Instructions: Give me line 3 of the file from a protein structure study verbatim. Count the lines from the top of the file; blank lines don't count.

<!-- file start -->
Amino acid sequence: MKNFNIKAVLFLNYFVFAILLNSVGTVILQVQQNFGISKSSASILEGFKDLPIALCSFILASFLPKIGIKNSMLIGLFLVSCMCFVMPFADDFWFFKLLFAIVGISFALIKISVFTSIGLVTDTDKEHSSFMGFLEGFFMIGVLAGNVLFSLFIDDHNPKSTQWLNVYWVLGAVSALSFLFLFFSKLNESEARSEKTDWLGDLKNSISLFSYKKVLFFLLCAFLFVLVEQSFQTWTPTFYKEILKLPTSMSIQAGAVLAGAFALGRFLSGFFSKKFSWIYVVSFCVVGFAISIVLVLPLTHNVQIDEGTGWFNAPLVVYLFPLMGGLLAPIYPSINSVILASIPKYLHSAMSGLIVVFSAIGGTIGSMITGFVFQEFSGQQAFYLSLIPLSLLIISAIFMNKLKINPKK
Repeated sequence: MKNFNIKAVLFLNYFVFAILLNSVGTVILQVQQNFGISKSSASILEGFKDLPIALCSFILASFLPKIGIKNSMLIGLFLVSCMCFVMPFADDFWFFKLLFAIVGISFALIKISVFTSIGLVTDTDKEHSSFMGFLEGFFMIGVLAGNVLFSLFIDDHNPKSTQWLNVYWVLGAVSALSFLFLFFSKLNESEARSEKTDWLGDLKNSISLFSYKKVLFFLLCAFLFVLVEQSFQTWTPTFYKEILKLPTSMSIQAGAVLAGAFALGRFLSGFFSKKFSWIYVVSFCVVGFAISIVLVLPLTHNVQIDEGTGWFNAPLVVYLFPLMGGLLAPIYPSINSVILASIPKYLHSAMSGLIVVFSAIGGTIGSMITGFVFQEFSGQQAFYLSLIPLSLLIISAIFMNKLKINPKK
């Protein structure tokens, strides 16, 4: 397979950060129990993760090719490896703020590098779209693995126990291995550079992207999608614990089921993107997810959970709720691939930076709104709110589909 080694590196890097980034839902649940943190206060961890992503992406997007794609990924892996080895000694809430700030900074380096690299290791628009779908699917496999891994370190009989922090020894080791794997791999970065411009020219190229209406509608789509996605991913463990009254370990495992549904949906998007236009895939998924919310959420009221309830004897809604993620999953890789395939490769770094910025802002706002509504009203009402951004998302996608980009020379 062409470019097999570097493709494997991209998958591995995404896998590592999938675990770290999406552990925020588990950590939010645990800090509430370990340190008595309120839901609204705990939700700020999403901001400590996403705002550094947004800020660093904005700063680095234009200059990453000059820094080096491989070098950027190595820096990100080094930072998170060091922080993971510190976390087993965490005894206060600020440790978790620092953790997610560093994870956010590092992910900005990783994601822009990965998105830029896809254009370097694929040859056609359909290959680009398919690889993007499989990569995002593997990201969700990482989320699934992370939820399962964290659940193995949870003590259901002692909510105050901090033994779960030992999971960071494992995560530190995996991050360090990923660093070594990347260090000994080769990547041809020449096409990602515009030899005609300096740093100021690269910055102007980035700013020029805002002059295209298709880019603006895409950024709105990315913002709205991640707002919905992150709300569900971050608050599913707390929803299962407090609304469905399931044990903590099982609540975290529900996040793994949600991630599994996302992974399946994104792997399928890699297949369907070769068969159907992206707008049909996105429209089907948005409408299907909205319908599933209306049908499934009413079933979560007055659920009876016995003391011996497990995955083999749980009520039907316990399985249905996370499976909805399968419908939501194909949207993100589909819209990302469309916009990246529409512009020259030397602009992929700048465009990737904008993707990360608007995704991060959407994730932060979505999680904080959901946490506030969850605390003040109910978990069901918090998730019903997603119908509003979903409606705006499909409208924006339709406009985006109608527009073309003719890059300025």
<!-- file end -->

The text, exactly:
């Protein structure tokens, strides 16, 4: 397979950060129990993760090719490896703020590098779209693995126990291995550079992207999608614990089921993107997810959970709720691939930076709104709110589909 080694590196890097980034839902649940943190206060961890992503992406997007794609990924892996080895000694809430700030900074380096690299290791628009779908699917496999891994370190009989922090020894080791794997791999970065411009020219190229209406509608789509996605991913463990009254370990495992549904949906998007236009895939998924919310959420009221309830004897809604993620999953890789395939490769770094910025802002706002509504009203009402951004998302996608980009020379 062409470019097999570097493709494997991209998958591995995404896998590592999938675990770290999406552990925020588990950590939010645990800090509430370990340190008595309120839901609204705990939700700020999403901001400590996403705002550094947004800020660093904005700063680095234009200059990453000059820094080096491989070098950027190595820096990100080094930072998170060091922080993971510190976390087993965490005894206060600020440790978790620092953790997610560093994870956010590092992910900005990783994601822009990965998105830029896809254009370097694929040859056609359909290959680009398919690889993007499989990569995002593997990201969700990482989320699934992370939820399962964290659940193995949870003590259901002692909510105050901090033994779960030992999971960071494992995560530190995996991050360090990923660093070594990347260090000994080769990547041809020449096409990602515009030899005609300096740093100021690269910055102007980035700013020029805002002059295209298709880019603006895409950024709105990315913002709205991640707002919905992150709300569900971050608050599913707390929803299962407090609304469905399931044990903590099982609540975290529900996040793994949600991630599994996302992974399946994104792997399928890699297949369907070769068969159907992206707008049909996105429209089907948005409408299907909205319908599933209306049908499934009413079933979560007055659920009876016995003391011996497990995955083999749980009520039907316990399985249905996370499976909805399968419908939501194909949207993100589909819209990302469309916009990246529409512009020259030397602009992929700048465009990737904008993707990360608007995704991060959407994730932060979505999680904080959901946490506030969850605390003040109910978990069901918090998730019903997603119908509003979903409606705006499909409208924006339709406009985006109608527009073309003719890059300025």